Recently, I was reading an article in The New Yorker about the ecology and the green movement in the United States. This article mentioned an economic principle that apparently has been around since long before my time. I’d never heard of it, probably because I didn’t study economics in school. It’s called the Jevons Paradox.
William Stanley Jevons was a British subject. In 1865 he wrote a book called, The Coal Question. In his book, Jevons was proposing a theory for the usage of coal, then the primary source of energy in the developing industrial world. He observed the effect that fuel efficiency had on coal usage.
Instead of improved efficiency limiting coal usage, it actually had the opposite effect. Because technology allowed less coal to be used to produce the same or better results, that lowered the cost of the coal, and then the coal, as more and more people became able to afford the latest technology, became cheaper. A cheaper product created greater demand. Thus, more coal was used.
The increase in demand, which fuels the increase in usage, is called the rebound effect. When the rebound effect is an increase of more than 100%, then it’s called a backfire. And the backfire is the crux of the Jevons Paradox, when the rebound effect exceeds the gains made from conservation.
We don’t use coal as our primary fuel source anymore. It’s interesting to note that at the time that Jevons wrote his book people were worried about eventually running out of coal. Coal was eventually replaced with petroleum and natural gas. And people currently worry that we are running out of all fossil fuels at the rate we’re depleting them.
Frequently, this scientific theory is quoted by conservatives as a reason not to bother with energy conservation efforts. After all, they don’t work anyway. In fact, they produce the opposite result. We should all just go out and buy Hummers. The only problem with that is that eventually we will run out of fossil fuels, and it will become impossible to use them as our primary energy resource any longer. And if we don’t have an alternative in place by then, then we’re kind of screwed.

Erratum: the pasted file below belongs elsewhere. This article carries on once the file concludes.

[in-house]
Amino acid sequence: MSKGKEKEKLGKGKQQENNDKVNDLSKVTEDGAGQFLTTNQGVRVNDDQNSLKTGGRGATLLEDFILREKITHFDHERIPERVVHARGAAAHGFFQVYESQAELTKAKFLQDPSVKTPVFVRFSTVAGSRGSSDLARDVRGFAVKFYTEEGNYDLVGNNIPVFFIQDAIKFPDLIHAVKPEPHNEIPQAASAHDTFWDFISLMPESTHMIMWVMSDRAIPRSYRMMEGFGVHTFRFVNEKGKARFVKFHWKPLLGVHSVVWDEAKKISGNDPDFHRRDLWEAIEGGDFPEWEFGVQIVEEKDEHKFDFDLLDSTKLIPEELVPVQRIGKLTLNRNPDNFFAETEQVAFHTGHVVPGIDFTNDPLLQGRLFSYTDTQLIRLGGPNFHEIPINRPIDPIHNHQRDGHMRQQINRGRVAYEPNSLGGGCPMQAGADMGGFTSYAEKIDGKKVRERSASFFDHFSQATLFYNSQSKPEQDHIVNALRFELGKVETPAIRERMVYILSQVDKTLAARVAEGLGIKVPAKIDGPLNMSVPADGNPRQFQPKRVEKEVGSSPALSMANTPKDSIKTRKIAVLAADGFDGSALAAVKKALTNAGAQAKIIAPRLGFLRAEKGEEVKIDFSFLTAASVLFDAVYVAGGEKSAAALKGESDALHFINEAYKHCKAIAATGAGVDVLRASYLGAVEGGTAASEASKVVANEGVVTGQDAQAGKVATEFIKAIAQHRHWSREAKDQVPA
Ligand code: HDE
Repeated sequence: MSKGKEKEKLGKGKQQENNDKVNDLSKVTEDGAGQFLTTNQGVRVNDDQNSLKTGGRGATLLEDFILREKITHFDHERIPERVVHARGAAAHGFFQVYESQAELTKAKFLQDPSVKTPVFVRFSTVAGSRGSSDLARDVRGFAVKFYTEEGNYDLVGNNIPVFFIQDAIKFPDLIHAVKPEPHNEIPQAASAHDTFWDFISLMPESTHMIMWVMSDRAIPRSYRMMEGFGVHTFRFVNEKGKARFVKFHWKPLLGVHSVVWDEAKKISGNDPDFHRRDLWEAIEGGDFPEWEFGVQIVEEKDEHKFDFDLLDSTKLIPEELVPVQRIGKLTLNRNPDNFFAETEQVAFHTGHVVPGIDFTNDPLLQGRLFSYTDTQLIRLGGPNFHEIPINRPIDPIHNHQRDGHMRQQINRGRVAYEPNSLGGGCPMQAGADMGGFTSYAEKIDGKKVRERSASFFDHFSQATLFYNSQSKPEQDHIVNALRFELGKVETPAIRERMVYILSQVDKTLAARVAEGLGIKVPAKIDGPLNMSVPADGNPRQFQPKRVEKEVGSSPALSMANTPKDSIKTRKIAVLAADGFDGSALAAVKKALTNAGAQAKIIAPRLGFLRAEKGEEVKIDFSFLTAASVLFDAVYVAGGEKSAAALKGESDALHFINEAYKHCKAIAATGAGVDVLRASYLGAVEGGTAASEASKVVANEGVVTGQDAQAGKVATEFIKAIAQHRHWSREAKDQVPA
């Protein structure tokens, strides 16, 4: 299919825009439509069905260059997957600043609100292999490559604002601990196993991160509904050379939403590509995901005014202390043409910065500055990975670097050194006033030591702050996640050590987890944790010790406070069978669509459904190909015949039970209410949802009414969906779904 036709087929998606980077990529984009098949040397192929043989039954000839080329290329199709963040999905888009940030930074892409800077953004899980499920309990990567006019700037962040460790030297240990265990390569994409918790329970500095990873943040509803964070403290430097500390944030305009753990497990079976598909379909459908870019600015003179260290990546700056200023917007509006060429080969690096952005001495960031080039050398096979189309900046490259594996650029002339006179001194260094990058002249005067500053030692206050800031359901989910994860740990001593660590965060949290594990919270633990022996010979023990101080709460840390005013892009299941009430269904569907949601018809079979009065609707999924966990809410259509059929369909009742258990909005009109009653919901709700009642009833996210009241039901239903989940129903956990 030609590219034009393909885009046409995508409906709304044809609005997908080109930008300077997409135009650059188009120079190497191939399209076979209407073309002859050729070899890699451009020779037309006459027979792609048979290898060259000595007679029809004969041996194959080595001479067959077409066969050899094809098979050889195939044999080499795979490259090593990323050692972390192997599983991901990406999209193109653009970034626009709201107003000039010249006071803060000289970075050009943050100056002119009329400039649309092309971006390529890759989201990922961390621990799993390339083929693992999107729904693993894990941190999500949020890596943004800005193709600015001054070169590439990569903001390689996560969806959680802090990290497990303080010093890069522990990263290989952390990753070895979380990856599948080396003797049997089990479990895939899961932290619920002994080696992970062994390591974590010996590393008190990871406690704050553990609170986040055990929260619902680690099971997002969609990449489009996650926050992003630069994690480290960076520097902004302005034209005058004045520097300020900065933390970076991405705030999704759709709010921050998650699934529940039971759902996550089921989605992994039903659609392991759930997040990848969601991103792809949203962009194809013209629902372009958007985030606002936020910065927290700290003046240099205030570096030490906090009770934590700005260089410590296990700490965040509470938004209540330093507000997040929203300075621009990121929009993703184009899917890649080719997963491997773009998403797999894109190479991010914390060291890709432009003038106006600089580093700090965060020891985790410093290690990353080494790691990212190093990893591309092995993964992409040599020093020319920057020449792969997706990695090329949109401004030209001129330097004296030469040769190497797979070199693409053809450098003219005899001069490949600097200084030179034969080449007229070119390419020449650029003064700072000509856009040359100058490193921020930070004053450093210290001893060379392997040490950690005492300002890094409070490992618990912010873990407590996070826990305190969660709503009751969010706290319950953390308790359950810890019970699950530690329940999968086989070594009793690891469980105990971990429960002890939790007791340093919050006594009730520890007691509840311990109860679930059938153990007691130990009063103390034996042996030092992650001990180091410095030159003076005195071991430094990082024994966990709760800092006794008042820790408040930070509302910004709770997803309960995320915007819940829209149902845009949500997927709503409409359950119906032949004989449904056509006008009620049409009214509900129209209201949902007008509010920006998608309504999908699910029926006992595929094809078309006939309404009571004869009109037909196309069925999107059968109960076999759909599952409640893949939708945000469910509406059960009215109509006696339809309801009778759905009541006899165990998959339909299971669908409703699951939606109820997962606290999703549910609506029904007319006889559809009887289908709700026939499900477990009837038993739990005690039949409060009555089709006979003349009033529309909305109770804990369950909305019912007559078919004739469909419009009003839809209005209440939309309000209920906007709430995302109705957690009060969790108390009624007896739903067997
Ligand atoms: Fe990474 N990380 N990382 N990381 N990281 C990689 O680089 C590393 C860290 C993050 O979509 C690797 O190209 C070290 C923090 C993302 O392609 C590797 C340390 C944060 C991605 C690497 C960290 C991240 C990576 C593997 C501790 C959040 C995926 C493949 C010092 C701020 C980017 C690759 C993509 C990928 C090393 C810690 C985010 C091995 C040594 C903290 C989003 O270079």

The oil won’t just keep perpetually replenishing itself. And with more and more developing nations, particularly in Asia, requiring their own increasingly larger slices of the pie, it’s likely to run out sooner rather than later if we don’t take the lead in looking for a replacement.
This is not to mention that our dependence on fossil fuels puts us at the mercy of volatile middle-eastern governments. In some cases, one could even go so far as to say that every time you fill your gas tank you’re funding some terrorist organization.
Where do you think Osama bin Laden’s money came from? Much was made of the Hummer and then the Hummer II during both Iraq Wars. It was like a symbol of patriotism to drive a military tank as your personal vehicle. The truth is just the opposite. The symbol of true patriotism is a Smart car, or, better yet, a bicycle.
Our government should encourage conservation by taxing fossil fuels at a rate that makes up for any savings created with the Jevons Paradox. Then we should take that savings and invest it in research and development toward clean energy resources. We could do the same thing with cigarettes and junk food and the health crisis. Our government gives a lot of breaks to tobacco farmers and to growers of corn and soy beans. And where have you heard the words corn and soy bean come up most in the news lately? Oh, yeah.
No doubt, some of the actual economists or business enthusiasts who read this article will fault me for wanting to interfere with a “free market” economy. But this isn’t a free market economy and never has been. Our government picks and chooses which industries that it sanctions in the form of tax breaks, incentives, trade embargoes, etc. It always has; that is nothing new. Why not sanction our future instead of continuing to pour money into dinosaurs, both literally and figuratively?
The world is changing, whether we like it or not. We can do nothing and perish, or we can evolve and survive.